anxiety in childrenAll children experience anxiety or fear from time to time. Some fear and anxiety are normal. In fact, if kids never felt anxious at all, they would be slow to learn how to stay safe. They would likely be less motivated to study and they would have a harder time keeping their behavior in line with expectations.

So, how do you know if a child is experiencing normal, expected levels of anxiety as opposed to something that would be cause for concern or even a referral to a professional?

Certain fears and anxiety are especially typical at certain ages. The table below is excerpted from our recent book, “Child Psychology and Development For Dummies.” It describes the types of fears that are especially common at certain ages and thus, not worth worrying about. It also notes at what point you may wish to consider checking things out further.

In a future blog, we’ll discuss what the various types of truly worrisome childhood anxiety look like.

Table 14-2        Normal Childhood Fears and When to Worry

Fear                                        Typical Ages                  When to Worry

Separation anxiety shown when the primary caregiver leaves the child’s presence Quite typical between about 6 months and 2 years After the age of 3 or 4 years, this type of anxiety should be quite mild. Otherwise, it’s worth checking out.
Anxiety and fear demonstrated when strangers show up Quite common between 6 and 10 months This fear is not problematic unless it occurs after the age of 2 or 3. Even then, kids may be somewhat shy, which is a problem only if it seems to be severe.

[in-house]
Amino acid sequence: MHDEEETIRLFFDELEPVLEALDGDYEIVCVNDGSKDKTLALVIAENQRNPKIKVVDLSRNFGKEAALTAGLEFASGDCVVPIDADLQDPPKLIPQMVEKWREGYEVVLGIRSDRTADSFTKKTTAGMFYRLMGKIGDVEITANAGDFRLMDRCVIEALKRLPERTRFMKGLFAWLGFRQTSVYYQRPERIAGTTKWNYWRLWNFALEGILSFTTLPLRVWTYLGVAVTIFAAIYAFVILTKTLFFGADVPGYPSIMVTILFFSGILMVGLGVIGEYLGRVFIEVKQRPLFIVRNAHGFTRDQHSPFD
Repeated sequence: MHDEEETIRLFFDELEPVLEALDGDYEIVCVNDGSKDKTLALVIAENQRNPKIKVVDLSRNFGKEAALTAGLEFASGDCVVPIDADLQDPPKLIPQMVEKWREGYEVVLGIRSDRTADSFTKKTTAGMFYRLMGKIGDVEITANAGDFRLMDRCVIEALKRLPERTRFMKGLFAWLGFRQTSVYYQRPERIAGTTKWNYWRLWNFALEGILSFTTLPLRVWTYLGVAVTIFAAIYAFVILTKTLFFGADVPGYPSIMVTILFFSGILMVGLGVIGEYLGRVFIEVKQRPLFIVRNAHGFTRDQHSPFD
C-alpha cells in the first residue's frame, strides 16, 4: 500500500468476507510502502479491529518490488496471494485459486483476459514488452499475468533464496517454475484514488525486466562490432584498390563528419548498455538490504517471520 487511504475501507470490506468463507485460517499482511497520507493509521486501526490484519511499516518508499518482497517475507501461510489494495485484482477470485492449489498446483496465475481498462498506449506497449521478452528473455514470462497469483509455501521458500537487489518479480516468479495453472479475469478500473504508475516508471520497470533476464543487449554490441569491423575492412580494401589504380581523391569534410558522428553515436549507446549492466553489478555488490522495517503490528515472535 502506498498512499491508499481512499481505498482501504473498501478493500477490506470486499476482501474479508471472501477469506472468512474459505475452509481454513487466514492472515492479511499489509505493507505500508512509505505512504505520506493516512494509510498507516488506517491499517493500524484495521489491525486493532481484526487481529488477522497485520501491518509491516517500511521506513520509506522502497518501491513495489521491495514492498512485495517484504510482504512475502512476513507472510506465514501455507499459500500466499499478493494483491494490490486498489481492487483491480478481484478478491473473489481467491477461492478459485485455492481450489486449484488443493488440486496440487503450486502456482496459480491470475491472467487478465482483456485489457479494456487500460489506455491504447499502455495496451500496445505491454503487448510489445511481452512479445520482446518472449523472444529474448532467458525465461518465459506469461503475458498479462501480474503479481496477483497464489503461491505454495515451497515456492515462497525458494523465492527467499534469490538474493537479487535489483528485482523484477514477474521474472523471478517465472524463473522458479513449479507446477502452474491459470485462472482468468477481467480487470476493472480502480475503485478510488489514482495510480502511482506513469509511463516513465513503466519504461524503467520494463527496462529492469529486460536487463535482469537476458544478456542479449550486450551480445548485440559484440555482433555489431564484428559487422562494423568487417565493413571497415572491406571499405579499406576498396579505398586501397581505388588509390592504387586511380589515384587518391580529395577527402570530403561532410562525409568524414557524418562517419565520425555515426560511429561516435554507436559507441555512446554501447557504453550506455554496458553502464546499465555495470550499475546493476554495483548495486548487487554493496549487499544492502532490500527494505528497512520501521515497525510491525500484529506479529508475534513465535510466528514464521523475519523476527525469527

Fear of new, unfamiliar kids the same age Quite common from ages 2 to 3 You should be concerned if this fear has not started to abate shortly after age 3.
Fears of darkness, monsters, and animals Frequent  between the ages of 2 and 6 This type of fear should begin improving by the age of 6 or so.
Fear of school Typical of kids age 3 to 6 or so, although they usually calm down fairly quickly when they’re left at the setting; sometimes shows up again briefly when a child transitions to middle school Kids should not be showing this problem more than mildly after the age of 6 or briefly, when they start middle school. If it continues, it’s a concern. Sometimes, the fear is due to bullying at school. Consider checking with a child’s teachers or school counselor to see whether that’s going on.
Fear of being judged or evaluated negatively by others Very common in teenagers Generally, this fear will gradually reduce through adolescence, but it’s not rare or particularly troubling if it continues through the late teens. If it is severe enough to cause a child to avoid desired activities (sports, parties, debate clubs, and so on), it should definitely be checked out.

The Bottom Line:  Many childhood anxieties go away on their own and you can relax about them. However, if they continue beyond certain ages, or are especially severe, you should probably have the problem checked out by a child mental health professional.

Photo by Anthony Kelly, available under a Creative Commons attribution license.